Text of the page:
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Home • Metschnikowia reukaufii MR1 v1.1
Metschnikowia reukaufii budding cells and chlamydospores
Metschnikowia reukaufii budding cells and chlamydospores. Bar = 10 µm. M. reukaufii cells grown in YM media. Image credit: Dhami MK

The genome of Metschnikowia reukaufii MR1 was sequenced and assembled by Manpreet Dhami and Tadashi Fukami at Stanford University. The JGI Fungal Annotation pipeline was used to predict genes and provide functional annotation.

Metschnikowia reukaufii (Saccharomycetales: Metschnikowiaceae) is a diploid ascomycete yeast with a genome size of ~19 Mb(1). M. reukaufii is a ubiquitous yeast that lives in the floral nectar of many plant species (2–9). M. reukaufii exerts particularly strong priority effects against other species of nectar-inhabiting yeast and bacteria (8, 10, 11), potentially due to competition over limited N in floral nectar (1).
The sequenced strains of M. reukaufii were isolated from the nectar of Diplacus aurantiacus (Sticky Monkey Flower) flowers harvested from around the Bay Area of California. The methods for strain collection and sequenced genomes of strains studied here were published previously (12).
Researchers who wish to publish analyses using data from unpublished CSP genomes and/or transcriptomes are respectfully required to contact the PI and JGI to avoid potential conflicts on data use and coordinate other publications with the CSP master paper(s).

References:

  1. M. K. Dhami, T. Hartwig, T. Fukami, Genetic basis of priority effects: insights from nectar yeast. Proc. R. Soc. B. 283, 20161455 (2016).
  2. D. Eisikowitch, M. A. Lachance, P. G. Kevan, S. Willis, D. L. Collins-Thompson, The effect of the natural assemblage of microorganisms and selected strains of the yeast Metschnikowia reukaufii in controlling the germination of pollen of the common milkweed Asclepias syriaca. Can. J. Bot. 68, 1163–1165 (1990).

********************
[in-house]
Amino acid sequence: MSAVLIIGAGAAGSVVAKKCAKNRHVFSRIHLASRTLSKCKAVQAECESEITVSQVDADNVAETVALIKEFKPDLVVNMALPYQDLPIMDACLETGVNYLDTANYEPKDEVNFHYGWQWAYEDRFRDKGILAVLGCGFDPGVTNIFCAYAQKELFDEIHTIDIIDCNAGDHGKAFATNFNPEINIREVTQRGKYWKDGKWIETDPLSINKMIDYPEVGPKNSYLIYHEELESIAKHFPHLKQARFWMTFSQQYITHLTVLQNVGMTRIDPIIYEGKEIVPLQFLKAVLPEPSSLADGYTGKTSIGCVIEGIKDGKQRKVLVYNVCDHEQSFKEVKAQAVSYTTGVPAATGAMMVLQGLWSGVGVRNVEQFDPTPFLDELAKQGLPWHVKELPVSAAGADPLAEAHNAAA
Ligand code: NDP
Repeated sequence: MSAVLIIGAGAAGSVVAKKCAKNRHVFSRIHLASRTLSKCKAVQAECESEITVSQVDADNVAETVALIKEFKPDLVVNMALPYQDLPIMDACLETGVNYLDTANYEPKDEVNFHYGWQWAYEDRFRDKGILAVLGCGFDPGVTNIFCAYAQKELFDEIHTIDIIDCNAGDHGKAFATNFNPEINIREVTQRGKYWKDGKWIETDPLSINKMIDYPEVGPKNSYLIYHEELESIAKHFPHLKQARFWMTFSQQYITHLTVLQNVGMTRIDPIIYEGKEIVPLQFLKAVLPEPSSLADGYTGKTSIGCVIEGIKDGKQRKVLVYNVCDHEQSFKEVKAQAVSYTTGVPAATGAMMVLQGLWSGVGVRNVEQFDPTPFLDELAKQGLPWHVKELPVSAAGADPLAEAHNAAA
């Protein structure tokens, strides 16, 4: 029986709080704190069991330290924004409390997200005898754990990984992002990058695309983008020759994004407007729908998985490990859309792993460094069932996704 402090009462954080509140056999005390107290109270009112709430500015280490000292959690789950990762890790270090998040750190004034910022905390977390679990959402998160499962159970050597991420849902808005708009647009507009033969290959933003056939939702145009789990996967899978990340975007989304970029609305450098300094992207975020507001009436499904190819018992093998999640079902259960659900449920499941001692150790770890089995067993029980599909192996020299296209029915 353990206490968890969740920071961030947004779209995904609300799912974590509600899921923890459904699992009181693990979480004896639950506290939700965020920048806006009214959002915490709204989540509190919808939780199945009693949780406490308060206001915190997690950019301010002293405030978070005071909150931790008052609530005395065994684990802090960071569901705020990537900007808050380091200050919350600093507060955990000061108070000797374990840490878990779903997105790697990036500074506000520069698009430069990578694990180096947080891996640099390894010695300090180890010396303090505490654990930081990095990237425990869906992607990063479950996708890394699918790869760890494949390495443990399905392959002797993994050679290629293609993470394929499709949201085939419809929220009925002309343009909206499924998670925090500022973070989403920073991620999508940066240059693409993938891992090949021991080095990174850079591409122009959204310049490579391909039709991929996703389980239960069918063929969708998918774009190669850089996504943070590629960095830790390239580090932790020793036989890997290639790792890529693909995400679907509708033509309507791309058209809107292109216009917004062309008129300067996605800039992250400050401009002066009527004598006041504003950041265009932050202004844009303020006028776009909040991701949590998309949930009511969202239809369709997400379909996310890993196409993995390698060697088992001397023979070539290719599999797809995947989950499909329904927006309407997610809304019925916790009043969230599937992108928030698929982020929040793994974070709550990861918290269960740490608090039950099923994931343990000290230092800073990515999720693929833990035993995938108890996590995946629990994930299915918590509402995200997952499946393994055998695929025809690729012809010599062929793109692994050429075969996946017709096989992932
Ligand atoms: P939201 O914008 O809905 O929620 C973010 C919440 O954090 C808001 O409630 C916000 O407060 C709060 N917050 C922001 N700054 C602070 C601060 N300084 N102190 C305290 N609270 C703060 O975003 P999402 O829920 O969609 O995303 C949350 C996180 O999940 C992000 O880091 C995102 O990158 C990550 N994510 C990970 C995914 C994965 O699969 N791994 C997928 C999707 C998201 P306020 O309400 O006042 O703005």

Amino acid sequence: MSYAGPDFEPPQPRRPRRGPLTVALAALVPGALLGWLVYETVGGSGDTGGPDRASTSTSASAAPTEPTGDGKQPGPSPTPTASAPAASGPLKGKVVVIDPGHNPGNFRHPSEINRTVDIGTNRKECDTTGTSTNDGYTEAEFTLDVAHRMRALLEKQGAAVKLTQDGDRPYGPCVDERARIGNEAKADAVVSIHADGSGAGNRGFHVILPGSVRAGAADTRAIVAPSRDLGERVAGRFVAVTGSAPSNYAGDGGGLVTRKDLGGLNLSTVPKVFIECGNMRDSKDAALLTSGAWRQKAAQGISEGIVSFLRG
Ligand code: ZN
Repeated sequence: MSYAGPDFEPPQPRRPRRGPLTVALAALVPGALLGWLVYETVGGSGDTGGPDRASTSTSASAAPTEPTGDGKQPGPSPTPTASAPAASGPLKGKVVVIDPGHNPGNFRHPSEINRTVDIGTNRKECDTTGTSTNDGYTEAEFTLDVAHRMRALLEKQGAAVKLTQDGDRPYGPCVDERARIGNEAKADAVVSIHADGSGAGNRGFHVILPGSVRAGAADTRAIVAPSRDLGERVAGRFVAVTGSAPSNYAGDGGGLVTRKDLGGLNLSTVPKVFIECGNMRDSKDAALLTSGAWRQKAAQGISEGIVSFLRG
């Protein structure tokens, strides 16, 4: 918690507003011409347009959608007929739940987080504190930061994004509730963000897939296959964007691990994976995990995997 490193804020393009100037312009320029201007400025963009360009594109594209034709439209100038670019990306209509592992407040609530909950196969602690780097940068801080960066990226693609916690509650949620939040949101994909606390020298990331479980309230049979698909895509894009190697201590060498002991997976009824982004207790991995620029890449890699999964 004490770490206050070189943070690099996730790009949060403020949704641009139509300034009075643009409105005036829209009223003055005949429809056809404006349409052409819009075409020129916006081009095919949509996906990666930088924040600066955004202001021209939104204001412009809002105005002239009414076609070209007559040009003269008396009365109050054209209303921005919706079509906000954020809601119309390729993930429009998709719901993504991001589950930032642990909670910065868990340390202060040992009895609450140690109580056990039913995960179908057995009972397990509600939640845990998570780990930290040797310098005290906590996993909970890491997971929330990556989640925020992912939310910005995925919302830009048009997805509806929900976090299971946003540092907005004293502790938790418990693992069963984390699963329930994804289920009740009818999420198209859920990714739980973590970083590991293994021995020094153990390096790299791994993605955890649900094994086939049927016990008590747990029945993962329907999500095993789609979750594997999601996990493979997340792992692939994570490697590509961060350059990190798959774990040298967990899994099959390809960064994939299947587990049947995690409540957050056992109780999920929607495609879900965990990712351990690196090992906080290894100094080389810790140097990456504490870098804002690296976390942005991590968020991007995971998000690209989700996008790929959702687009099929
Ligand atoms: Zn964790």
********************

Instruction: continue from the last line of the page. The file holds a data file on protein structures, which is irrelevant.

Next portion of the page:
3. C. M. Herrera, Population growth of the floricolous yeast Metschnikowia reukaufii: effects of nectar host, yeast genotype, and host × genotype interaction. FEMS Microbiol Ecol. 88, 250–257 (2014).
  4. C. M. Herrera, C. de Vega, A. Canto, M. I. Pozo, Yeasts in floral nectar: a quantitative survey. Ann Bot. 103, 1415–1423 (2009).
  5. C. M. Herrera, M. I. Pozo, P. Bazaga, Nonrandom genotype distribution among floral hosts contributes to local and regional genetic diversity in the nectar–living yeast Metschnikowia reukaufii. FEMS Microbiol Ecol. 87, 568–575 (2014).
  6. M. I. Pozo, M.-A. Lachance, C. M. Herrera, Nectar yeasts of two southern Spanish plants: the roles of immigration and physiological traits in community assembly. FEMS Microbiol Ecol. 80, 281–293 (2012).
  7. A. Canto, C. M. Herrera, R. Rodriguez, Nectar-living yeasts of a tropical host plant community: diversity and effects on community-wide floral nectar traits. PeerJ. 5, e3517 (2017).
  8. K. G. Peay, M. Belisle, T. Fukami, Phylogenetic relatedness predicts priority effects in nectar yeast communities. Proceedings of the Royal Society B: Biological Sciences. 279, 749–758 (2012).
  9. K. G. Peay, M. Belisle, T. Fukami, Phylogenetic relatedness predicts priority effects in nectar yeast communities. Proceedings of the Royal Society of London B: Biological Sciences, 749–758 (2012).
  10. R. L. Vannette, T. Fukami, Historical contingency in species interactions: towards niche-based predictions. Ecol Lett. 17, 115–124 (2014).
  11. C. M. Tucker, T. Fukami, Environmental variability counteracts priority effects to facilitate species coexistence: evidence from nectar microbes. Proceedings of the Royal Society B: Biological Sciences (2014).
  12. M. K. Dhami, T. Hartwig, A. D. Letten, M. Banf, T. Fukami, Genomic diversity of a nectar yeast clusters into metabolically, but not geographically, distinct lineages. Molecular Ecology (2018), doi:10.1111/mec.14535.